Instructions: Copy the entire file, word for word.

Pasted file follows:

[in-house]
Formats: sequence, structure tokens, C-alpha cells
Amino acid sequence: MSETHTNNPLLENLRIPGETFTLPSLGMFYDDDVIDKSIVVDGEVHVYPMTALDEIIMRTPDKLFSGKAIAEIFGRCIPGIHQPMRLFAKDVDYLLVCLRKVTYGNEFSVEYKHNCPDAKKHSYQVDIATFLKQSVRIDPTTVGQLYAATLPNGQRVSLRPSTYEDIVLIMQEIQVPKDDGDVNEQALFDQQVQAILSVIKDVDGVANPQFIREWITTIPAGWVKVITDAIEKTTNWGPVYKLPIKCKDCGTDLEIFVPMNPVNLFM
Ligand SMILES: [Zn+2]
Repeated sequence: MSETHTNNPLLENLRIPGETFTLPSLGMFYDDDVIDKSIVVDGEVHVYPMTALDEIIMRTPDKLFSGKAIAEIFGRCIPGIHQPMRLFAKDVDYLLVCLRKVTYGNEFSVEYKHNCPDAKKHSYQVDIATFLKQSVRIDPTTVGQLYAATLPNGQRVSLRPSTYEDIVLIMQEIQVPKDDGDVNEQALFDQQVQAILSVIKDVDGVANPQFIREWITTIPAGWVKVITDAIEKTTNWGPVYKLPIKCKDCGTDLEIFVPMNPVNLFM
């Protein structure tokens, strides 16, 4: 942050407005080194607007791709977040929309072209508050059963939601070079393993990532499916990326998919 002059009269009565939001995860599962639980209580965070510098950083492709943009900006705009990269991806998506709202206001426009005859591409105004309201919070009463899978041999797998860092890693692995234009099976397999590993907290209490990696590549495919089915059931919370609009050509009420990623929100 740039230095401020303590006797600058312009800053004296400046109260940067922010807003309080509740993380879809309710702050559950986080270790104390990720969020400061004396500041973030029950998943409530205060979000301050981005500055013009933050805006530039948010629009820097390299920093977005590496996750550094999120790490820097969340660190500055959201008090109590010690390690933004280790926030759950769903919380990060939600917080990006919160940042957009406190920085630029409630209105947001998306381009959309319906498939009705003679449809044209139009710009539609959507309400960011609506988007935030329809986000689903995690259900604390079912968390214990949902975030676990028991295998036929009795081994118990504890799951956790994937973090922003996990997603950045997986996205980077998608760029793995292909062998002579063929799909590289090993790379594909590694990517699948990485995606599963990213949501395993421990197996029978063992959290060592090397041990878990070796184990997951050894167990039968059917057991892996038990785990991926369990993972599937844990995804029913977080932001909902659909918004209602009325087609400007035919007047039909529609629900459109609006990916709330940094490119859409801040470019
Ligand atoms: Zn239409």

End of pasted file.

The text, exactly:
[in-house]
Formats: sequence, structure tokens, C-alpha cells
Amino acid sequence: MSETHTNNPLLENLRIPGETFTLPSLGMFYDDDVIDKSIVVDGEVHVYPMTALDEIIMRTPDKLFSGKAIAEIFGRCIPGIHQPMRLFAKDVDYLLVCLRKVTYGNEFSVEYKHNCPDAKKHSYQVDIATFLKQSVRIDPTTVGQLYAATLPNGQRVSLRPSTYEDIVLIMQEIQVPKDDGDVNEQALFDQQVQAILSVIKDVDGVANPQFIREWITTIPAGWVKVITDAIEKTTNWGPVYKLPIKCKDCGTDLEIFVPMNPVNLFM
Ligand SMILES: [Zn+2]
Repeated sequence: MSETHTNNPLLENLRIPGETFTLPSLGMFYDDDVIDKSIVVDGEVHVYPMTALDEIIMRTPDKLFSGKAIAEIFGRCIPGIHQPMRLFAKDVDYLLVCLRKVTYGNEFSVEYKHNCPDAKKHSYQVDIATFLKQSVRIDPTTVGQLYAATLPNGQRVSLRPSTYEDIVLIMQEIQVPKDDGDVNEQALFDQQVQAILSVIKDVDGVANPQFIREWITTIPAGWVKVITDAIEKTTNWGPVYKLPIKCKDCGTDLEIFVPMNPVNLFM
């Protein structure tokens, strides 16, 4: 942050407005080194607007791709977040929309072209508050059963939601070079393993990532499916990326998919 002059009269009565939001995860599962639980209580965070510098950083492709943009900006705009990269991806998506709202206001426009005859591409105004309201919070009463899978041999797998860092890693692995234009099976397999590993907290209490990696590549495919089915059931919370609009050509009420990623929100 740039230095401020303590006797600058312009800053004296400046109260940067922010807003309080509740993380879809309710702050559950986080270790104390990720969020400061004396500041973030029950998943409530205060979000301050981005500055013009933050805006530039948010629009820097390299920093977005590496996750550094999120790490820097969340660190500055959201008090109590010690390690933004280790926030759950769903919380990060939600917080990006919160940042957009406190920085630029409630209105947001998306381009959309319906498939009705003679449809044209139009710009539609959507309400960011609506988007935030329809986000689903995690259900604390079912968390214990949902975030676990028991295998036929009795081994118990504890799951956790994937973090922003996990997603950045997986996205980077998608760029793995292909062998002579063929799909590289090993790379594909590694990517699948990485995606599963990213949501395993421990197996029978063992959290060592090397041990878990070796184990997951050894167990039968059917057991892996038990785990991926369990993972599937844990995804029913977080932001909902659909918004209602009325087609400007035919007047039909529609629900459109609006990916709330940094490119859409801040470019
Ligand atoms: Zn239409």